Can you spot the spider?

All of these are expected, unfortunately, but still really cool.

 

Day 7: Oh my gosh a cat

DSCN1887 DSCN1893

The people from the other school caught two birds in the morning. One was a Slaty Antwren and the other was possibly a Red Throated Ant-Tanager. Both were very pretty birds.

After breakfast we went out and collected our camera traps. We did the whole 13 mile hike again, and like Scott and Adrienne promised, the second time around was much easier. After lectures, we opened up our camera traps and looked at the images they captured. In the beginning, everyone was super hopeful. There was a small bird that appeared on two close locations. And a Great Curassow on another. Other than that we just caught a lot of pictures of the other group that is here. People. Some more people. We were becoming less and less optimistic. But alas, on one of the last few traps we managed to get a picture of Tapir, which is extremely rare and endangered. Scott seemed really happy. On the last trap, which was mine, there were pictures of an Agouti and an Ocelot. That was really awesome. Scott confessed that he didn’t think the spot I picked was going to yield any good pictures. So i was pretty happy to prove him wrong.

Almost forgot. On the way to collect the traps we actually caught a glimpse of a Great Curassow on the Monkey Tail Trail. it was a lot bigger than I was expecting. All in all, pretty awesome day. Saw some cool birds, got an elusive cat picture. And of course, we got a picture of an endangered animal. How great is that?!

–Randy

Camera Traps

Our 13 mile hike in the rainforest, up and down hills, was the most physically exerting thing I’ve done in a long while, but it left me full of endorphins and with pleasantly sore muscles. We hiked all this way to set up 12 camera traps that will take pictures every time they detect movement over the next 5 days, until we collect them again. Hopefully this will let us see some of the more shy animals of the rainforest. We also found several interesting insects, spiders, and birds over the course of the day.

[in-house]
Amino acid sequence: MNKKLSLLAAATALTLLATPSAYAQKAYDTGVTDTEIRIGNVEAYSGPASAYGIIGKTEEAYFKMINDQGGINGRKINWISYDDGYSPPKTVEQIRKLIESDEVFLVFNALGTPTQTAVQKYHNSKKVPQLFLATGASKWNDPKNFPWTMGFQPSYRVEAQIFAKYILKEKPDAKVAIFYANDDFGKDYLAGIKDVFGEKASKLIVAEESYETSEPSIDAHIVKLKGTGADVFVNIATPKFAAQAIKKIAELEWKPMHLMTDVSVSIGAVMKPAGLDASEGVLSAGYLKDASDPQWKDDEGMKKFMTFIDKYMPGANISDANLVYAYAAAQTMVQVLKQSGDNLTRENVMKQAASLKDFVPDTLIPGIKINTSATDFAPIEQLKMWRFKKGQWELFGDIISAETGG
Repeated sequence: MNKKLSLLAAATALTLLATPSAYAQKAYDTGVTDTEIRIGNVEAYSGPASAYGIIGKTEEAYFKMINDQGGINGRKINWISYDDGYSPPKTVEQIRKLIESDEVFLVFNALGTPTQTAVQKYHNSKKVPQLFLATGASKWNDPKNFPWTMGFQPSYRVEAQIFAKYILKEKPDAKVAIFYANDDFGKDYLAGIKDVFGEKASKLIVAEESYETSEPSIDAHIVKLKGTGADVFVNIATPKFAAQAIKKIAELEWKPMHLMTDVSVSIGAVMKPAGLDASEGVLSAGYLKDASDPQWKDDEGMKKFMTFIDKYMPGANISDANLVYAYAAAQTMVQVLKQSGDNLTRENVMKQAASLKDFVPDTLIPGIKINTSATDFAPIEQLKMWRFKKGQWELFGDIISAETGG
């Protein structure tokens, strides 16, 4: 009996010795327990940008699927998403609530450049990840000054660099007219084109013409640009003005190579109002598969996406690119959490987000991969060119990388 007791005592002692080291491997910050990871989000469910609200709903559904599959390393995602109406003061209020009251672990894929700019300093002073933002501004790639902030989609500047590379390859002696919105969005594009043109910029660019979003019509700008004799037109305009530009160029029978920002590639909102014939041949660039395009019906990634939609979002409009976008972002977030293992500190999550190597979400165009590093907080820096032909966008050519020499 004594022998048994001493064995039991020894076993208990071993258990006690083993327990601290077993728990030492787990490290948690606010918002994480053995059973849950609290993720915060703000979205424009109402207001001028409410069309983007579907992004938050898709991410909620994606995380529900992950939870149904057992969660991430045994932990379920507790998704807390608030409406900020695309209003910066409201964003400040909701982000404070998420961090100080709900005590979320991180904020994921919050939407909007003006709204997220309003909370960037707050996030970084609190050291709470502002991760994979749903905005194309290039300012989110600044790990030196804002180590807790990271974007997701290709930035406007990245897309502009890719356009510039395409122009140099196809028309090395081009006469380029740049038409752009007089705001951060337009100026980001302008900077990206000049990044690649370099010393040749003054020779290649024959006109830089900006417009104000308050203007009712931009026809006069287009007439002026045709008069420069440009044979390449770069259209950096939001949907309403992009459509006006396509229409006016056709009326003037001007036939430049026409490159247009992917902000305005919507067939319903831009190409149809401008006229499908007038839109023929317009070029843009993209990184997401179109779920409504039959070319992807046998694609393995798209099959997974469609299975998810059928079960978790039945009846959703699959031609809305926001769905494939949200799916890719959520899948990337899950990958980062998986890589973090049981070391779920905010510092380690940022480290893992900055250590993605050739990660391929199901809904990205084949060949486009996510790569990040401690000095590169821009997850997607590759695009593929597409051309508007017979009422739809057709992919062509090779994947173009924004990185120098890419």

Amphibian update: we found some tadpoles in the muddy reservoir left by a car tire. Not an ideal spot but the dry season is coming to an end and there aren’t many options left for frogs and toads in the area, who need water to reproduce. More excitingly, I saw my first treefrog of the trip this afternoon. Adrienne masterfully caught it and held onto it long enough for me to snap a picture and identify it. After some consideration we positively identified it as a Common Mexican treefrog. It was large, at least 2.5 inches, and a shade of grey with green tinges. Once we were able to see its back, its species was obvious. It had the telltale darker splotches on a grey-brown body. At first its dark-eye patch threw me off but amphibians can be highly variable in coloration within a population and aren’t always a reliable form of identification.

Map of Las Cuevas

Mexican Treefrog

Sophia Streeter

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Day 7: Collecting Camera Traps

Today we spent the day collecting the 12 camera traps that we placed on day 3. We got a much earlier start than we got when we were putting the traps up, which meant that we were able to collect them all before it got dark. We were done at 3:30pm and made it back before dark, unlike last time.

After we got back, we looked through all of the pictures that our cameras had gathered. Unfortunately one of our camera’s battery died soon after we placed it, and seven of our cameras didn’t get any pictures of wildlife (unless you count very tired and dirty humans). As we scrolled through picture after picture of leaves moving and humans crossing the camera, our hopes dwindled. Luckily we were able to catch some animals. Two of our cameras caught what seemed to be the same bird species, and maybe even the same individual. Another camera caught a curassow, which is a very large black bird. But by far our most exciting sights were a tapir, ocelot, and agouti. Knowing that these animals were so close to where we had walked and spent time is almost unreal. It is strange to think about how many animals are roaming the area right by where we are but always just out of sight.

Tree species that I noticed today were the bayleaf palm (Sabal mauritiiformis) and the bay cedar (Guazuma ulmifolia). I also noticed a branch and a seedpod on the ground that were covered in dense brown spines. Each spine was about half an inch long. Based on the resources that I have, my best guess is that the species was Bactris major, but I am not sure that my analysis of the species is correct.